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Code for reproducing key results in the paper "Improving Variational Inference with Inverse Autoregressive Flow"

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### train.py

Status: Archive (code is provided as-is, no updates expected)

# Improve Variational Inference with Inverse Autoregressive Flow

Code for reproducing key results in the paper Improving Variational Inference with Inverse Autoregressive Flow by Diederik P. Kingma, Tim Salimans, Rafal Jozefowicz, Xi Chen, Ilya Sutskever, and Max Welling.

## Prerequisites

• Python (version 2.7 or higher)
• Numpy (e.g. `pip install numpy`)
• Theano (e.g. `pip install Theano`)
2. Set `floatX = float32` in the `[global]` section of Theano config (usually `~/.theanorc`). Alternatively you could prepend `THEANO_FLAGS=floatX=float32 ` to the python commands below.

3. Clone this repository, e.g.:

`git clone https://github.com/openai/iaf.git`
1. Download the CIFAR-10 dataset (get the Python version) and create an environment variable `CIFAR10_PATH` that points to the subdirectory with CIFAR-10 data. For example:
`export CIFAR10_PATH="\$HOME/cifar-10"`

## Syntax of train.py

Example:

`python train.py with problem=cifar10 n_z=32 n_h=64 depths=[2,2,2] margs.depth_ar=1 margs.posterior=down_iaf2_NL margs.kl_min=0.25`

`problem` is the problem (dataset) to train on. I only tested `cifar10` for this release.

`n_z` is the number of stochastic featuremaps in each layer.

`n_h` is the number of deterministic featuremaps used throughout the model.

`depths` is an array of integers that denotes the depths of the levels in the model. Each level is a sequence of layers. Each subsequent level operates over spatially smaller featuremaps. In case of CIFAR-10, the first level operates over 16x16 featuremaps, the second over 8x8 featuremaps, etc.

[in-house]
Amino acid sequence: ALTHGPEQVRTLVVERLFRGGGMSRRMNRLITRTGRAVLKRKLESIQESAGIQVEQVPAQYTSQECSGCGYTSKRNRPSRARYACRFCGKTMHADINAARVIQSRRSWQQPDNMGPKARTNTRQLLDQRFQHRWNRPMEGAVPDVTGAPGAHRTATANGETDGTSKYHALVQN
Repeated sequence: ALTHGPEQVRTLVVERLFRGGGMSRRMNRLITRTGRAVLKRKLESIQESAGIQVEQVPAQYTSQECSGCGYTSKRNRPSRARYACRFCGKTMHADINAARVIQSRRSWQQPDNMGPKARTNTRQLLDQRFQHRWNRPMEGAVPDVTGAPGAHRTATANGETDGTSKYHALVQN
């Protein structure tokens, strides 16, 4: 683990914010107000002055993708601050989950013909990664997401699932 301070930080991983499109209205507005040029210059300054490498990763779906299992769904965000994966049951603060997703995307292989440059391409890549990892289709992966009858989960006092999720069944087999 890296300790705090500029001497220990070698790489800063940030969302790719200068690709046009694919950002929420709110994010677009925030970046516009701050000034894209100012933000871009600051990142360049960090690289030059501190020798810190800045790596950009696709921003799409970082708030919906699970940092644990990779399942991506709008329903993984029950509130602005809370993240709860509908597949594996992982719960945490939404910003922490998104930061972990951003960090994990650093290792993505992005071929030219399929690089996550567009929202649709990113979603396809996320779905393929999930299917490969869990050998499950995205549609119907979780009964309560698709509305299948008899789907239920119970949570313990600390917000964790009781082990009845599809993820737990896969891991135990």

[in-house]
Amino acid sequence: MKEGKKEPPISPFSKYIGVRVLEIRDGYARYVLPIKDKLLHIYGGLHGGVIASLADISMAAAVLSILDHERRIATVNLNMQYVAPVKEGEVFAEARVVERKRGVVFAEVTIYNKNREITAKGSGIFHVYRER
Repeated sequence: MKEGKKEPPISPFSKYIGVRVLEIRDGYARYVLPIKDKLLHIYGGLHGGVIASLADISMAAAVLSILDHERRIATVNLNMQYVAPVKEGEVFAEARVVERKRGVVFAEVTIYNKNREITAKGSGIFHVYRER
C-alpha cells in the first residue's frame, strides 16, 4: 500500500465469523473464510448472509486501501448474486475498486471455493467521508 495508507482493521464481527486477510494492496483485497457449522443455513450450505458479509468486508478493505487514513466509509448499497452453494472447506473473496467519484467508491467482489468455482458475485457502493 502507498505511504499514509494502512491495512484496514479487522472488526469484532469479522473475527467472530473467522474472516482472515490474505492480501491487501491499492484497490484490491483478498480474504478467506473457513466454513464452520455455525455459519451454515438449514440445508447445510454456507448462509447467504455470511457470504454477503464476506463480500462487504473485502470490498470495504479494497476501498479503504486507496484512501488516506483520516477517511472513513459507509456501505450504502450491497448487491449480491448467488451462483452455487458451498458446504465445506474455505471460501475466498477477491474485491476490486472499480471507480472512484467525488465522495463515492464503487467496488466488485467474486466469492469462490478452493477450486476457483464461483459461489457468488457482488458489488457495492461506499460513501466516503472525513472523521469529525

Some possible choices for `margs.posterior` are:

• `up_diag`: bottom-up factorized Gaussian
• `up_iaf1_nl`: bottom-up IAF, mean-only perturbation
• `up_iaf2_nl`: bottom-up IAF
• `down_diag`: top-down factorized Gaussian
• `down_iaf1_nl`: top-down IAF, mean-only perturbation
• `down_iaf2_nl`: top-down IAF

`margs.depth_ar` is the number of hidden layers within IAF, and can be any non-negative integer.

`margs.kl_min`: the minimum information constraint. Should be a non-negative float (where 0 is no constraint).

## Results of Table 3

(3.28 bits/dim)

`python train.py with problem=cifar10 n_h=160 depths=[10,10] margs.depth_ar=2 margs.posterior=down_iaf2_nl margs.prior=diag margs.kl_min=0.25`

More instructions will follow.

## Multi-GPU TensorFlow implementation

### Prerequisites

• Python (version 2.7 or higher)
• TensorFlow
• tqdm

`CIFAR10_PATH` environment variable should point to the dataset location.

### Syntax of tf_train.py

Training script:

`python tf_train.py --logdir <logdir> --hpconfig depth=1,num_blocks=20,kl_min=0.1,learning_rate=0.002,batch_size=32 --num_gpus 8 --mode train`

It will run the training procedure on a given number of GPUs. Model checkpoints will be stored in `<logdir>/train` directory along with TensorBoard summaries that are useful for monitoring and debugging issues.

Evaluation script:

`python tf_train.py --logdir <logdir> --hpconfig depth=1,num_blocks=20,kl_min=0.1,learning_rate=0.002,batch_size=32 --num_gpus 1 --mode eval_test`

It will run the evaluation on the test set using a single GPU and will produce TensorBoard summary with the results and generated samples.

To start TensorBoard:

`tensorboard --logdir <logdir>`

For the description of hyper-parameters, take a look at `get_default_hparams` function in `tf_train.py`.

The best IAF model trained on CIFAR-10 reached 3.15 bits/dim when evaluated with a single sample. With 10,000 samples, the estimation of log likelihood is 3.111 bits/dim. The checkpoint is available at link. Steps to use it:

• create directory `<logdir>/train/` and copy the checkpoint there
• run the following command:
`python tf_train.py --logdir <logdir> --hpconfig depth=1,num_blocks=20,kl_min=0.1,learning_rate=0.002,batch_size=32 --num_gpus 1 --mode eval_test`

The script will run the evaluation on the test set and generate samples stored in TensorFlow events file that can be accessed using TensorBoard.

Code for reproducing key results in the paper "Improving Variational Inference with Inverse Autoregressive Flow"

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